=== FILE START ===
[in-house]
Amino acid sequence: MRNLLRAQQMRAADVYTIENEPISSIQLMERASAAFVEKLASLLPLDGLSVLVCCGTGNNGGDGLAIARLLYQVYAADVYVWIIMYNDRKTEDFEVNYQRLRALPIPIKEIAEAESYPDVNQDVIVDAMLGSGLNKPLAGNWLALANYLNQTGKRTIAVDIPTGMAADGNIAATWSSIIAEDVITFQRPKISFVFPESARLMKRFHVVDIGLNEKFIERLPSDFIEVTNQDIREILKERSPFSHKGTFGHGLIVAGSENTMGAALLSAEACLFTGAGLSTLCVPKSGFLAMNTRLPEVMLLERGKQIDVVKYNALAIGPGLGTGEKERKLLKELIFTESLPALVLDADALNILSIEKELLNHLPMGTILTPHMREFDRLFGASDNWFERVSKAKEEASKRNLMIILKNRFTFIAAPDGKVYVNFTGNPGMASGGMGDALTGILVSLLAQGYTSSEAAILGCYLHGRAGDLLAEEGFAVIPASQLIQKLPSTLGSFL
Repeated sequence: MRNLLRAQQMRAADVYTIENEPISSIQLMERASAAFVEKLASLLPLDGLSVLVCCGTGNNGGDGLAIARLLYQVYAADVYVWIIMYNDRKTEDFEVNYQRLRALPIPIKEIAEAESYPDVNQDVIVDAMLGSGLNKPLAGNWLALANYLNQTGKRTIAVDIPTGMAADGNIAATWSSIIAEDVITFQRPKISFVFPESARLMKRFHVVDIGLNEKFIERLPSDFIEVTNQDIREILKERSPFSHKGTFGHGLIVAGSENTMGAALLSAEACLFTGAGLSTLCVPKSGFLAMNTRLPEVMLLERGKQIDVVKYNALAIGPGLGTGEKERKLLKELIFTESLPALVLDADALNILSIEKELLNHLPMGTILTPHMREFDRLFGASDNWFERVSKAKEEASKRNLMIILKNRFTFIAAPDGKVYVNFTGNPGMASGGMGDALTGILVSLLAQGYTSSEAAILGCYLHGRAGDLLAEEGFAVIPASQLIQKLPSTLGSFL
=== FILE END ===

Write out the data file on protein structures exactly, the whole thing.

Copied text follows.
[in-house]
Amino acid sequence: MRNLLRAQQMRAADVYTIENEPISSIQLMERASAAFVEKLASLLPLDGLSVLVCCGTGNNGGDGLAIARLLYQVYAADVYVWIIMYNDRKTEDFEVNYQRLRALPIPIKEIAEAESYPDVNQDVIVDAMLGSGLNKPLAGNWLALANYLNQTGKRTIAVDIPTGMAADGNIAATWSSIIAEDVITFQRPKISFVFPESARLMKRFHVVDIGLNEKFIERLPSDFIEVTNQDIREILKERSPFSHKGTFGHGLIVAGSENTMGAALLSAEACLFTGAGLSTLCVPKSGFLAMNTRLPEVMLLERGKQIDVVKYNALAIGPGLGTGEKERKLLKELIFTESLPALVLDADALNILSIEKELLNHLPMGTILTPHMREFDRLFGASDNWFERVSKAKEEASKRNLMIILKNRFTFIAAPDGKVYVNFTGNPGMASGGMGDALTGILVSLLAQGYTSSEAAILGCYLHGRAGDLLAEEGFAVIPASQLIQKLPSTLGSFL
Repeated sequence: MRNLLRAQQMRAADVYTIENEPISSIQLMERASAAFVEKLASLLPLDGLSVLVCCGTGNNGGDGLAIARLLYQVYAADVYVWIIMYNDRKTEDFEVNYQRLRALPIPIKEIAEAESYPDVNQDVIVDAMLGSGLNKPLAGNWLALANYLNQTGKRTIAVDIPTGMAADGNIAATWSSIIAEDVITFQRPKISFVFPESARLMKRFHVVDIGLNEKFIERLPSDFIEVTNQDIREILKERSPFSHKGTFGHGLIVAGSENTMGAALLSAEACLFTGAGLSTLCVPKSGFLAMNTRLPEVMLLERGKQIDVVKYNALAIGPGLGTGEKERKLLKELIFTESLPALVLDADALNILSIEKELLNHLPMGTILTPHMREFDRLFGASDNWFERVSKAKEEASKRNLMIILKNRFTFIAAPDGKVYVNFTGNPGMASGGMGDALTGILVSLLAQGYTSSEAAILGCYLHGRAGDLLAEEGFAVIPASQLIQKLPSTLGSFL